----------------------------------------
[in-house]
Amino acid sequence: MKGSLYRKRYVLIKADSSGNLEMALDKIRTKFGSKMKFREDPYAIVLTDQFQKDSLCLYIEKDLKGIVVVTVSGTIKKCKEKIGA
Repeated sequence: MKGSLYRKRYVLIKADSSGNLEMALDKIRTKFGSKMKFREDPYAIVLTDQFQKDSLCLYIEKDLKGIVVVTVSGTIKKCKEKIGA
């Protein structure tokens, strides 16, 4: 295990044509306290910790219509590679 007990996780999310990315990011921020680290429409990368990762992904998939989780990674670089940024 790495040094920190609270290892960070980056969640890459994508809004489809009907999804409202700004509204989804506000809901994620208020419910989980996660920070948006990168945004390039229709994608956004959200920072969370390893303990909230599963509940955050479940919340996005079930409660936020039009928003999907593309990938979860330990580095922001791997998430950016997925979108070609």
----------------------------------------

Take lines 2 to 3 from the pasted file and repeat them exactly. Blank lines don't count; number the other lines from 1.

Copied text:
Amino acid sequence: MKGSLYRKRYVLIKADSSGNLEMALDKIRTKFGSKMKFREDPYAIVLTDQFQKDSLCLYIEKDLKGIVVVTVSGTIKKCKEKIGA
Repeated sequence: MKGSLYRKRYVLIKADSSGNLEMALDKIRTKFGSKMKFREDPYAIVLTDQFQKDSLCLYIEKDLKGIVVVTVSGTIKKCKEKIGA